National Fisherman

Mainers know that few people need encouragement to eat Maine lobster. But those in the industry know that the market has to expand beyond an occasional half-dozen lobsters bought to impress weekend guests. The job of driving demand for the crustaceans – and, it’s hoped, firming up prices – now falls to Matt Jacobson, who was named executive director of Maine Lobster Marketing Collaborative this week.
The collaborative was formed last year after a huge catch depressed prices. It is funded by surcharges on licenses for harvesters, processors and dealers and is aimed at creating a unified marketing effort and opening new markets for lobster. Jacobson is perhaps best known from his five years as president and chief executive officer of Maine & Company, a nonprofit that worked to encourage companies to locate or expand in Maine. He also ran for governor in 2010. Jacobson takes over the collaborative next month.
Q: What led to you to take the collaborative’s top job?
A: I had an opportunity to be a stay-at-home dad for a while, and I was sort of looking for things that interested me. I’ve always been about how to make to make things better, so I was looking for a job where I could make a difference. And, I don’t think there’s anything more iconic than Maine lobster, so this sounded like a lot of fun and something that could help out here at home.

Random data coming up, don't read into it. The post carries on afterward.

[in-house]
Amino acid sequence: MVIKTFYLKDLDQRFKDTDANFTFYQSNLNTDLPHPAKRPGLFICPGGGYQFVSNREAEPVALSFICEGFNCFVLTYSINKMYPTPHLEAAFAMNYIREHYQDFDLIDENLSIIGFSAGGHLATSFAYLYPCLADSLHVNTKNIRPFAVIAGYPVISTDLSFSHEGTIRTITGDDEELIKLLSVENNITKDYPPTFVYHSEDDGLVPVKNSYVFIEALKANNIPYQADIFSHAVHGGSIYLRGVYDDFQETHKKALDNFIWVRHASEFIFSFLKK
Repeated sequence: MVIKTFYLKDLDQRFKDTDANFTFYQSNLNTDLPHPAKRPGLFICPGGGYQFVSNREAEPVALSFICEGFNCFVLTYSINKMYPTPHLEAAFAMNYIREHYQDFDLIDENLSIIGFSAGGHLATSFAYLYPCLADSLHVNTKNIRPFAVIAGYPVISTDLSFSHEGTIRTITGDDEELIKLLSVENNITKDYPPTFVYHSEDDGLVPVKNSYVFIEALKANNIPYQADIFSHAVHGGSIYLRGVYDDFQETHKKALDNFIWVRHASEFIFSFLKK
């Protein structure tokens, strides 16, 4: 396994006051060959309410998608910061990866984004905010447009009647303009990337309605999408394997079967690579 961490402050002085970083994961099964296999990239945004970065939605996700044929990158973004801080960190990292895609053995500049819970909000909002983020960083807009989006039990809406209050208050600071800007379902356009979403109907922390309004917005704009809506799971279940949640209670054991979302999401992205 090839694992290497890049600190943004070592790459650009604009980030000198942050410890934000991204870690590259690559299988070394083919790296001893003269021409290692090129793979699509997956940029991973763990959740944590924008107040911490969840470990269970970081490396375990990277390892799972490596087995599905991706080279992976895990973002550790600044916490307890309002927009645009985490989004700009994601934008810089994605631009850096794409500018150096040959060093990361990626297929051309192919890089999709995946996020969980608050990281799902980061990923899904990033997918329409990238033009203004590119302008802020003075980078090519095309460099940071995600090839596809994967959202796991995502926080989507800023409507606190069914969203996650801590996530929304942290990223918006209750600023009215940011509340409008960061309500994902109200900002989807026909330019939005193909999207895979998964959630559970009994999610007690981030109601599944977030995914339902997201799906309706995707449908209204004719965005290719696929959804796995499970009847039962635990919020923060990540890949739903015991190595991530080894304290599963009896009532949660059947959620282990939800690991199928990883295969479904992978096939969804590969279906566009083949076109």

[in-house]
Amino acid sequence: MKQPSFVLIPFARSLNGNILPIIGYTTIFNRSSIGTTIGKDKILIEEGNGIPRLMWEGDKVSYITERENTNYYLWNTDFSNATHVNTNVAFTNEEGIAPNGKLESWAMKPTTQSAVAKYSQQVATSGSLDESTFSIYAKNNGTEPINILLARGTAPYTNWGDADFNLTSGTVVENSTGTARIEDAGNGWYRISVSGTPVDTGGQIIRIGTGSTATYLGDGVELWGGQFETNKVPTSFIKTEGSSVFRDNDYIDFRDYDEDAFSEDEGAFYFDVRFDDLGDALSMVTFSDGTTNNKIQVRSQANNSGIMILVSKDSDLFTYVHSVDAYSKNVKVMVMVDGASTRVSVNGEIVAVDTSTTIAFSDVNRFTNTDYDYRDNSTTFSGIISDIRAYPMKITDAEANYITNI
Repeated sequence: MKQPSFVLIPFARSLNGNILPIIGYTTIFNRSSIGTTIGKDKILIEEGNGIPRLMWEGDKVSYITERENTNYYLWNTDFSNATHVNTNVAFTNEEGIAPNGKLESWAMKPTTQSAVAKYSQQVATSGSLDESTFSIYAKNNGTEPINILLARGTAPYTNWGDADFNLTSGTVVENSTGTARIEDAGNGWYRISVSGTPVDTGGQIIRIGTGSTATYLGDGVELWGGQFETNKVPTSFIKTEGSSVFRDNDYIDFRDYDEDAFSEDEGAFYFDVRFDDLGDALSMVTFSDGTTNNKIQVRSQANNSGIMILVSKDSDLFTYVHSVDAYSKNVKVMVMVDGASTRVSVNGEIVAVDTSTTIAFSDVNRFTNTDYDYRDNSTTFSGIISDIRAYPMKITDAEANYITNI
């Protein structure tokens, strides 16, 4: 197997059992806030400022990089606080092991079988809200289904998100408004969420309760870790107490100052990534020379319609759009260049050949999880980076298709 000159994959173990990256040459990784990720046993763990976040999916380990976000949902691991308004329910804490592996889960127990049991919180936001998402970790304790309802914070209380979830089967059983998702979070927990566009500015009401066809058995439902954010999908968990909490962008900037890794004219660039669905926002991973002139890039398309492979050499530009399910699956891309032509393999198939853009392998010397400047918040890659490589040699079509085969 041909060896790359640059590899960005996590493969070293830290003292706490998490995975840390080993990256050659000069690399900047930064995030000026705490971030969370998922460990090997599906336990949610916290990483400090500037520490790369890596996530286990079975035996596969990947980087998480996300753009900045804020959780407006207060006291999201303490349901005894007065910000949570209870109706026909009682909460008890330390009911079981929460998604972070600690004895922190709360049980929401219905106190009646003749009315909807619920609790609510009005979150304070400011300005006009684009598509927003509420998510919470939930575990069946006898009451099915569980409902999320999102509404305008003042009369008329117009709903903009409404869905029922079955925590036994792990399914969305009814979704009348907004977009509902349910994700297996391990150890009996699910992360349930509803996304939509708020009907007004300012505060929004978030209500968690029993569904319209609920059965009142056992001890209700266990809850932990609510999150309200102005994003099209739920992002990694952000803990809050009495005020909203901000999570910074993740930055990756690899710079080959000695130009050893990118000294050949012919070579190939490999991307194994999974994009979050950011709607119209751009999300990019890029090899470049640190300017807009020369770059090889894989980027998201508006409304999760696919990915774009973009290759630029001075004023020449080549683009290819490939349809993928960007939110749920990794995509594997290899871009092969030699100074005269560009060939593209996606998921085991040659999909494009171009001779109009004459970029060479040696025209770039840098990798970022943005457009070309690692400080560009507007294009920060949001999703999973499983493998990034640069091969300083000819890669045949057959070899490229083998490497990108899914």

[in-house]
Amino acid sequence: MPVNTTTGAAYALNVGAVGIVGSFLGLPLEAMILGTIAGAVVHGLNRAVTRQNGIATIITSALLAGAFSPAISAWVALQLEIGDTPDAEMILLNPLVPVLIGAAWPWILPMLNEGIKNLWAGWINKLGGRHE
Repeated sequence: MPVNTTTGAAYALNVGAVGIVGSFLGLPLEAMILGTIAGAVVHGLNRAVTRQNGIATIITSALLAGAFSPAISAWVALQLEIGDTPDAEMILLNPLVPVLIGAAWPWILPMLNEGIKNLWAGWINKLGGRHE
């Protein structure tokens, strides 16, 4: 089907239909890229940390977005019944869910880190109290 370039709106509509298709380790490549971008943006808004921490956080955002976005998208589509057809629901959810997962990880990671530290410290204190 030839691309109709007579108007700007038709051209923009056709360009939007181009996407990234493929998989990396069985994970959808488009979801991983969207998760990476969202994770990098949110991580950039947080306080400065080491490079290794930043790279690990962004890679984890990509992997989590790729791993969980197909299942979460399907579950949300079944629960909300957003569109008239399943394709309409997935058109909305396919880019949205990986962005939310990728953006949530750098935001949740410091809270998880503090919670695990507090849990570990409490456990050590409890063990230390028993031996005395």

Q: I imagine you heard about Maine lobster a lot while at Maine & Company.
A: The work ethic of the lobstermen and the view of lobster boats heading off, I’ve been touting that for a long time, so it didn’t seem like a big stretch. That was attractive to me.
Read the full story at the Portland Press Herald>>

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Inside the Industry

NMFS has awarded 16 grants totaling more than $2.5 million as part of its Bycatch Reduction Engineering Program.

The program supports the development of technological solutions and changes in fishing practices designed to minimize bycatch and aims to to find creative approaches and strategies for reducing bycatch, seabird interactions, and post-release mortality in federally managed fisheries.


Abe Williams, who was elected to the Bristol Bay Regional Seafood Development Association board last spring, has been selected as the new president as of September.

Williams fishes the F/V Crimson Fury, and is president of Nuna Resources, a nonprofit that supports sustainable resource development in rural Alaska, including fighting for an international solution to issues raised by the proposed Pebble Mine project.

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